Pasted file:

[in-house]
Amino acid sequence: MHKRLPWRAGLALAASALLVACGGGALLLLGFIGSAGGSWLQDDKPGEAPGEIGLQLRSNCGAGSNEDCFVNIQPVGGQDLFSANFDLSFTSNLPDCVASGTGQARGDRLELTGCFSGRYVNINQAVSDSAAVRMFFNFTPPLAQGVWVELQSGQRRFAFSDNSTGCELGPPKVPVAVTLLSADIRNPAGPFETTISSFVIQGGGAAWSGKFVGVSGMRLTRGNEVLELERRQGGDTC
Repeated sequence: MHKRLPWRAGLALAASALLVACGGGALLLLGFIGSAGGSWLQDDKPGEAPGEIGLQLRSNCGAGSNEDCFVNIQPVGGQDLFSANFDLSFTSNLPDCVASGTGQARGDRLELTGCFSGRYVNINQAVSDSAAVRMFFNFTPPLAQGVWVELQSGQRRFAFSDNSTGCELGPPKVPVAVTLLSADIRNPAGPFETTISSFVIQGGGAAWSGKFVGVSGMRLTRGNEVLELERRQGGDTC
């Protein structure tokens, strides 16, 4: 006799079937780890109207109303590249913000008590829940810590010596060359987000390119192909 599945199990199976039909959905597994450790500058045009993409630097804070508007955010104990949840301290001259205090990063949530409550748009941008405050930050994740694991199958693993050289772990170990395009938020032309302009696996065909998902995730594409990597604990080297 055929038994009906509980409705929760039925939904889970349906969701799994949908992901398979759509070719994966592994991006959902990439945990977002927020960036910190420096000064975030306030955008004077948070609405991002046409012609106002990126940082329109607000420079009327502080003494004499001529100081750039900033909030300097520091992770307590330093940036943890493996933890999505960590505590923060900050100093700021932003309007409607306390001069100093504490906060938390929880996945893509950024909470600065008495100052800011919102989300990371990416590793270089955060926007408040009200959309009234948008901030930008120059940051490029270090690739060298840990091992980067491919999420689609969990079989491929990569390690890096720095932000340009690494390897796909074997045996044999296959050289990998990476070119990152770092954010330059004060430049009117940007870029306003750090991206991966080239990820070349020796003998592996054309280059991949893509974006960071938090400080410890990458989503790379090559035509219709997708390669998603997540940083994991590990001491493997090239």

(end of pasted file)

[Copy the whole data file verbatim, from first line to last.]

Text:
[in-house]
Amino acid sequence: MHKRLPWRAGLALAASALLVACGGGALLLLGFIGSAGGSWLQDDKPGEAPGEIGLQLRSNCGAGSNEDCFVNIQPVGGQDLFSANFDLSFTSNLPDCVASGTGQARGDRLELTGCFSGRYVNINQAVSDSAAVRMFFNFTPPLAQGVWVELQSGQRRFAFSDNSTGCELGPPKVPVAVTLLSADIRNPAGPFETTISSFVIQGGGAAWSGKFVGVSGMRLTRGNEVLELERRQGGDTC
Repeated sequence: MHKRLPWRAGLALAASALLVACGGGALLLLGFIGSAGGSWLQDDKPGEAPGEIGLQLRSNCGAGSNEDCFVNIQPVGGQDLFSANFDLSFTSNLPDCVASGTGQARGDRLELTGCFSGRYVNINQAVSDSAAVRMFFNFTPPLAQGVWVELQSGQRRFAFSDNSTGCELGPPKVPVAVTLLSADIRNPAGPFETTISSFVIQGGGAAWSGKFVGVSGMRLTRGNEVLELERRQGGDTC
């Protein structure tokens, strides 16, 4: 006799079937780890109207109303590249913000008590829940810590010596060359987000390119192909 599945199990199976039909959905597994450790500058045009993409630097804070508007955010104990949840301290001259205090990063949530409550748009941008405050930050994740694991199958693993050289772990170990395009938020032309302009696996065909998902995730594409990597604990080297 055929038994009906509980409705929760039925939904889970349906969701799994949908992901398979759509070719994966592994991006959902990439945990977002927020960036910190420096000064975030306030955008004077948070609405991002046409012609106002990126940082329109607000420079009327502080003494004499001529100081750039900033909030300097520091992770307590330093940036943890493996933890999505960590505590923060900050100093700021932003309007409607306390001069100093504490906060938390929880996945893509950024909470600065008495100052800011919102989300990371990416590793270089955060926007408040009200959309009234948008901030930008120059940051490029270090690739060298840990091992980067491919999420689609969990079989491929990569390690890096720095932000340009690494390897796909074997045996044999296959050289990998990476070119990152770092954010330059004060430049009117940007870029306003750090991206991966080239990820070349020796003998592996054309280059991949893509974006960071938090400080410890990458989503790379090559035509219709997708390669998603997540940083994991590990001491493997090239």